Thursday 29 September 2016

Five reasons why Hawaii couple had their best Christmas ever

Published 26/12/2015 | 06:26

The Dela Cruz quintuplets wait in their prams to go home together for the first time at Kapiolani Medical Centre in Honolulu (AP)
The Dela Cruz quintuplets wait in their prams to go home together for the first time at Kapiolani Medical Centre in Honolulu (AP)

Quintuplets born to a couple from Hawaii were all released from hospital in time to spend their first Christmas at home.

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The four boys and one girl were born premature on October 10. Doctors expected the babies would need to remain in the hospital for up to three months to allow their lungs to fully develop.

Two of the babies went home on December 13. Another went home on Monday, and the final two were released from the hospital on Christmas Eve.

Identical boys Kapena, Kaolu, Keahi and Kupono and girl Kamalii are Hawaii's first surviving set of quintuplets, the Honolulu Star-Advertiser reported.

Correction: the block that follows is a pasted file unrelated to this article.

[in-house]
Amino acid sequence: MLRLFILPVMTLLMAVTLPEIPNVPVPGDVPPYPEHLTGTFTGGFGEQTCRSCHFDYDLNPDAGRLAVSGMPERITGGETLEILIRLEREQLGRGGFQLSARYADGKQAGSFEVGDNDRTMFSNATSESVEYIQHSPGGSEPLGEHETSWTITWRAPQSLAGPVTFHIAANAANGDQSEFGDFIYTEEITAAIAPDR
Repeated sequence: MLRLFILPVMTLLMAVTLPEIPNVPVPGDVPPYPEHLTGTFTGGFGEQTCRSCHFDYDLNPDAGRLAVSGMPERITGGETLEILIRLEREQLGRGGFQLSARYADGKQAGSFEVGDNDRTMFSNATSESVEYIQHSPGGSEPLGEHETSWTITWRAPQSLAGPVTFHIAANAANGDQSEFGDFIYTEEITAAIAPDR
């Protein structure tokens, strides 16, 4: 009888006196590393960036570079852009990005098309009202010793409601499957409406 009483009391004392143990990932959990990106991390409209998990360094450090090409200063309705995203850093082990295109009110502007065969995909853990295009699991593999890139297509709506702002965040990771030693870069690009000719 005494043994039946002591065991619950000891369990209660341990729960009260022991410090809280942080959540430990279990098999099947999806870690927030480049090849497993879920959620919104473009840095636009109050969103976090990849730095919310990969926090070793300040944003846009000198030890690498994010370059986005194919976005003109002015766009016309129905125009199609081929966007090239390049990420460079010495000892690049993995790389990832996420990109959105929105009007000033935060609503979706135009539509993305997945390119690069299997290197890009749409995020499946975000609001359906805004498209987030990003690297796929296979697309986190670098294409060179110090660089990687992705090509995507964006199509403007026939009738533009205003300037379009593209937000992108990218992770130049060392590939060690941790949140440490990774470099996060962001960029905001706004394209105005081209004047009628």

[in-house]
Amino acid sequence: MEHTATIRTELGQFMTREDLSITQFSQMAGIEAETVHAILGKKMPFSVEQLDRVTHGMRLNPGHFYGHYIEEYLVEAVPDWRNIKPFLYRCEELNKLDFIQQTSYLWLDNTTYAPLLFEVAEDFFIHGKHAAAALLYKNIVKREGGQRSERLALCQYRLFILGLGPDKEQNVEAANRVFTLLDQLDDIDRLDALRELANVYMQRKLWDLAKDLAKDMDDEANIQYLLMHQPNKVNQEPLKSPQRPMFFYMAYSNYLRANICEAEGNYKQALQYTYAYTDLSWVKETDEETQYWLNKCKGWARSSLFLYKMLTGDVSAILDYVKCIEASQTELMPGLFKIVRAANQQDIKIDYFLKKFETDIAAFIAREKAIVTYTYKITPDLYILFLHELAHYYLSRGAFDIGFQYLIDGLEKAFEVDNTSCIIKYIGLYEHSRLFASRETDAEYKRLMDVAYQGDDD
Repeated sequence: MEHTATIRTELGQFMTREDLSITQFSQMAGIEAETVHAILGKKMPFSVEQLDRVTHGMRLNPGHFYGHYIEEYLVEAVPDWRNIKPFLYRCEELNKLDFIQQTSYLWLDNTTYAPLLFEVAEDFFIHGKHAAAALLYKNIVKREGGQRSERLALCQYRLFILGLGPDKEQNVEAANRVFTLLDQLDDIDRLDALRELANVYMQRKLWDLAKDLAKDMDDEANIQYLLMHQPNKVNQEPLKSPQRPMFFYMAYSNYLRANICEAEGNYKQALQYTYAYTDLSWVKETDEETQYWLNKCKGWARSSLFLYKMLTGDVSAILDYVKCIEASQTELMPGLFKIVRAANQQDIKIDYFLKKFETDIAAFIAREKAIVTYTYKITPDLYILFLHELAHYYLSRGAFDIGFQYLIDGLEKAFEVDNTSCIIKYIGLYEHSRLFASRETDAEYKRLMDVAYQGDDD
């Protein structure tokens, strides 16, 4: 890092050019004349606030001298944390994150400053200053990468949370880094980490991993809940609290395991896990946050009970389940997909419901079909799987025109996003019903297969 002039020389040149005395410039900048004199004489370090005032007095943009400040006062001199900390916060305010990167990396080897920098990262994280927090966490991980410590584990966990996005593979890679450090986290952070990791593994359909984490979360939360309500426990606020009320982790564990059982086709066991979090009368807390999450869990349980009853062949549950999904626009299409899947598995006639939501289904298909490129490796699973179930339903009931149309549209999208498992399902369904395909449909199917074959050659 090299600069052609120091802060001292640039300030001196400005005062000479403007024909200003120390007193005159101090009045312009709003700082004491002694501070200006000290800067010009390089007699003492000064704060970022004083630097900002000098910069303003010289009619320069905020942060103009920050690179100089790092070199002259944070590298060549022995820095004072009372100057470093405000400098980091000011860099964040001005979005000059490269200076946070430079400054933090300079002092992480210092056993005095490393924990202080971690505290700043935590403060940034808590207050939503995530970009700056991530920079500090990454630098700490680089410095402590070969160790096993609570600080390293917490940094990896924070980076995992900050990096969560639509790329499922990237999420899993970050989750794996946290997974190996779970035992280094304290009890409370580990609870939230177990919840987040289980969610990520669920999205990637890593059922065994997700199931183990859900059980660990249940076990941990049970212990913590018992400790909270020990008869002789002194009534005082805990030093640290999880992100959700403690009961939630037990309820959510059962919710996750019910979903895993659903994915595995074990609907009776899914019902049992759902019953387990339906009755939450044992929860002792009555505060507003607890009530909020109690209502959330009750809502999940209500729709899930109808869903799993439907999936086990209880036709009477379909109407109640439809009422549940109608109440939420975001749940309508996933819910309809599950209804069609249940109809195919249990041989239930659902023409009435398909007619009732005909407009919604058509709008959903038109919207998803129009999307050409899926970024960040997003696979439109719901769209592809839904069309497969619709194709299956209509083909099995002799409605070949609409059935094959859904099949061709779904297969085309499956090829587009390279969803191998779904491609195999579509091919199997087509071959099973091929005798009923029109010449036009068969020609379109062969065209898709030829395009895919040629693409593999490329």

"It's definitely the best Christmas gift we could have gotten, to have them home for Christmas," mother Marcie Dela Cruz told reporters at Kapiolani Medical Centre for Women & Children.

She and her husband, Ray, also have a two-year-old son named Makaio. He was conceived through in vitro fertilisation, and the couple set aside several frozen embryos. In April, they had two of the embryos transferred, hoping to give their son a sibling.

At first, they thought they were having twins. Then one of the embryos split in half and later in half again.

"We didn't set out to make history," the mother of six said. "We were just blessed with these babies, and they're doing so great."

The nurses and specialists who have been caring for the infants are "the mommies that the babies know," she said.

"It's kind of bittersweet to take them all away from what they've known for the past two months. But they're my babies, so I can now be their mommy."

The babies weighed less than 3lbs each when they were born but are now up to between 5 and 8lbs.

"It's just amazing to see this happen and to see the success," said Dr Charles Neal, medical director of the hospital's neonatal intensive care unit.

"The thing on everybody's mind in our (unit) was just get them the best outcome possible, and I think that's what we did."

Press Association

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